Kate explored the world of Deverry and unpacked why Katharine Kerr was able to create such a compelling and deeply lived-in fantasy world:

One of my favorite things about the Deverry series is that rather than being written in tight third person point of view, it is actually written in omniscient. The entire sequence is narrated by an outside narrator who has a specific point of view. She is clearly writing in the “future” of the world; that is, the narrator is a writer in Deverry writing historical fiction about her own world. Throughout the series she makes asides reminding the reader how a city has grown or that certain lands weren’t yet cultivated. Because of this there is a constant living sense of a world that is changing as places do. Both through the device of the narrator inserting brief explanatory reminders and through the use of the reincarnated lives by which the reader moves back and forth through time via the “past life” sequences and sees the same places in different centuries, Kerr depicts a slowly-changing culture and landscape. Deverry is never a static world.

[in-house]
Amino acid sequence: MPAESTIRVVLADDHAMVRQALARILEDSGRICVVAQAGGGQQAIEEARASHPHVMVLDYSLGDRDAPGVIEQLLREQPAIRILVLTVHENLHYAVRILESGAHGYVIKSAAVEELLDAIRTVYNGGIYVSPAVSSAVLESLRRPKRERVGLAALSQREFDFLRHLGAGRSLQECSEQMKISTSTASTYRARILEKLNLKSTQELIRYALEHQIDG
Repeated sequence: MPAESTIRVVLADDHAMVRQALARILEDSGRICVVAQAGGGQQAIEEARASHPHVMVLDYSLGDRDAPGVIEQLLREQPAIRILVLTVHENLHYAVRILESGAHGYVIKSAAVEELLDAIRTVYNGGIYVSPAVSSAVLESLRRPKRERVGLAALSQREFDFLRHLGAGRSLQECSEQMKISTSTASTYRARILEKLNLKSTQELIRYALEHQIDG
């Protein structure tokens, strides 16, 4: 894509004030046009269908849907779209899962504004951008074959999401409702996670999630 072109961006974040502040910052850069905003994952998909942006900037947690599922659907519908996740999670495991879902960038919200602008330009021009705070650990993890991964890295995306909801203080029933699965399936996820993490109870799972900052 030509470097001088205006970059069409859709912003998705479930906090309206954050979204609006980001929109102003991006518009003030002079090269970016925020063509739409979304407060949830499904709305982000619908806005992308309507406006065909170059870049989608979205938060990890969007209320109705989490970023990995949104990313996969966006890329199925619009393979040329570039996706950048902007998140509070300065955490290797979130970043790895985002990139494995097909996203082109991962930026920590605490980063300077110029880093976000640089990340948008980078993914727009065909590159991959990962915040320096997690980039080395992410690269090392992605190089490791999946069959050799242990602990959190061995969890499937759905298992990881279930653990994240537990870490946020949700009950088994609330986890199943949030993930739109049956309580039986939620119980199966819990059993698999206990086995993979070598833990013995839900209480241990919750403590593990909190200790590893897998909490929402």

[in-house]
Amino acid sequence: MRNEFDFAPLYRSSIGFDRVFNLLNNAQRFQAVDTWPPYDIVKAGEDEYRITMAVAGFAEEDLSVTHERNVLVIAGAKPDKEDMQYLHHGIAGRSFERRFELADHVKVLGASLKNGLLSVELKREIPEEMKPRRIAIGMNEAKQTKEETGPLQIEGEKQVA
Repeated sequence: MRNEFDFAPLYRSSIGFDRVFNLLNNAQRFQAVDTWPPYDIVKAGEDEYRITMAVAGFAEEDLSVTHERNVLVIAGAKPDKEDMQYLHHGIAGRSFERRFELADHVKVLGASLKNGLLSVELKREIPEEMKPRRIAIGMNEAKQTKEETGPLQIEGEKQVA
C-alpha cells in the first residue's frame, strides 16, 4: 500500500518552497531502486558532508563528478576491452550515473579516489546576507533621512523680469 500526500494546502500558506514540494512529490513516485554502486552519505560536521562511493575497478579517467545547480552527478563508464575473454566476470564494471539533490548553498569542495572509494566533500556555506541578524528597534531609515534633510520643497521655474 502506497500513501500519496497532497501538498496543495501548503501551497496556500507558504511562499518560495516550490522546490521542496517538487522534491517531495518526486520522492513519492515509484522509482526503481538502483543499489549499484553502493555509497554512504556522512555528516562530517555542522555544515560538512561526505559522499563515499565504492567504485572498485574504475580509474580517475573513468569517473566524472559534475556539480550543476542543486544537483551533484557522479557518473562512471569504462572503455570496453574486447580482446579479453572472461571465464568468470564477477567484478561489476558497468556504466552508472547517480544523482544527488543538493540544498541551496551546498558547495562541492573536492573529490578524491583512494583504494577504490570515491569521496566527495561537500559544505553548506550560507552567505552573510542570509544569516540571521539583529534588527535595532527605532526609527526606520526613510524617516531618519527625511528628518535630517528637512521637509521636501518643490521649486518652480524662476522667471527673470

So, return with us to the world of Deverry as we rejoin Jill, Cullyn and Nevyn as well as meet some new friends and enemies!

Spoilers Galore!

Read More »

Art by Jason Chan

Even if you put aside problematic assumptions of biological determinism, there’s still one thing I just can’t understand: why on earth would a fantasy world have to conform to the (supposed) rules of this one?

Lately there have been questions as to whether epic fantasy is inherently “conservative.” The term is sometimes specified in terms of political movement or ideological conservatism, but more broadly refers to the production and reproduction of social convention. I have serious doubts about the ideological bit, a point already well articulated by Liz Bourke. Unfortunately, I have little doubt about the rest—particularly in comparison to epic fantasy’s sibling genre, science fiction. But why is that, and does it really have to be that way?

I started thinking about these questions after reading excellent essays by Kameron Hurley and Foz Meadows on the historical precedent for women warriors in epic fantasy (as well as Django Wexler’s epic follow-up piece), and particularly after being drawn into a vigorous online discussion on that topic. The prevalent counter-argument, as I understand it, is this: for biological-evolutionary reasons (lesser upper body strength, necessity for the slow human reproductive process, greater empathy, etc.), women in our world are less likely to be soldiers; therefore, they should be less common as soldiers in fantasy worlds.

Huh? Read More »